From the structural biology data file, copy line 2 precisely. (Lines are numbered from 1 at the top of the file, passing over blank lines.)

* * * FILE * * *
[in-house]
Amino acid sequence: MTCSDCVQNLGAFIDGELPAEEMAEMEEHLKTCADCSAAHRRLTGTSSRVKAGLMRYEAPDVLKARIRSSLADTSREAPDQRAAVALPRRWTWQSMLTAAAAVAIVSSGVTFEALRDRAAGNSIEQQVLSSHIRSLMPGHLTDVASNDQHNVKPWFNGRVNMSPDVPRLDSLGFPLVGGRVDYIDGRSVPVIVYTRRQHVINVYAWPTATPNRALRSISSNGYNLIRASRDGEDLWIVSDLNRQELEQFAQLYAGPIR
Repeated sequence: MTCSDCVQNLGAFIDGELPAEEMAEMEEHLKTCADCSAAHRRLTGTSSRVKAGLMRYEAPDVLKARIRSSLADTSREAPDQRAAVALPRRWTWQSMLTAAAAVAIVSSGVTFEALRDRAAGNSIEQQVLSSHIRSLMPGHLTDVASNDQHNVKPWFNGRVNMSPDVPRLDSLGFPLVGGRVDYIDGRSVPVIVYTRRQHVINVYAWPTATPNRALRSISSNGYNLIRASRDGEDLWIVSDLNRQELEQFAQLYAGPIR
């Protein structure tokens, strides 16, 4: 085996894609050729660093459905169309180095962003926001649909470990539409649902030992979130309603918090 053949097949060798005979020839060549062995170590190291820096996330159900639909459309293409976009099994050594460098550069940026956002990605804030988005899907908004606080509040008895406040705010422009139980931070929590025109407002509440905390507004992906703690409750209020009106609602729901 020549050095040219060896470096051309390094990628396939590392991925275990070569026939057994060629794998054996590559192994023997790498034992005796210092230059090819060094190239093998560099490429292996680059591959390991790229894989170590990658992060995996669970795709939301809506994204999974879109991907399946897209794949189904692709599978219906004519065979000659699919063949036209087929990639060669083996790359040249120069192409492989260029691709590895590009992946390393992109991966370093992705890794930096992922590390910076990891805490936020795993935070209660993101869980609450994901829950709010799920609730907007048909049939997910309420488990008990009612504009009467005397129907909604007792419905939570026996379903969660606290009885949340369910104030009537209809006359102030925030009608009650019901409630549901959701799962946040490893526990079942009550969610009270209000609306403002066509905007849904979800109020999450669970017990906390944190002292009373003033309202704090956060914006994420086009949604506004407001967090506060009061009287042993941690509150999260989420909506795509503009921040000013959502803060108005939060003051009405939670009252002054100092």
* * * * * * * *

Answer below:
Amino acid sequence: MTCSDCVQNLGAFIDGELPAEEMAEMEEHLKTCADCSAAHRRLTGTSSRVKAGLMRYEAPDVLKARIRSSLADTSREAPDQRAAVALPRRWTWQSMLTAAAAVAIVSSGVTFEALRDRAAGNSIEQQVLSSHIRSLMPGHLTDVASNDQHNVKPWFNGRVNMSPDVPRLDSLGFPLVGGRVDYIDGRSVPVIVYTRRQHVINVYAWPTATPNRALRSISSNGYNLIRASRDGEDLWIVSDLNRQELEQFAQLYAGPIR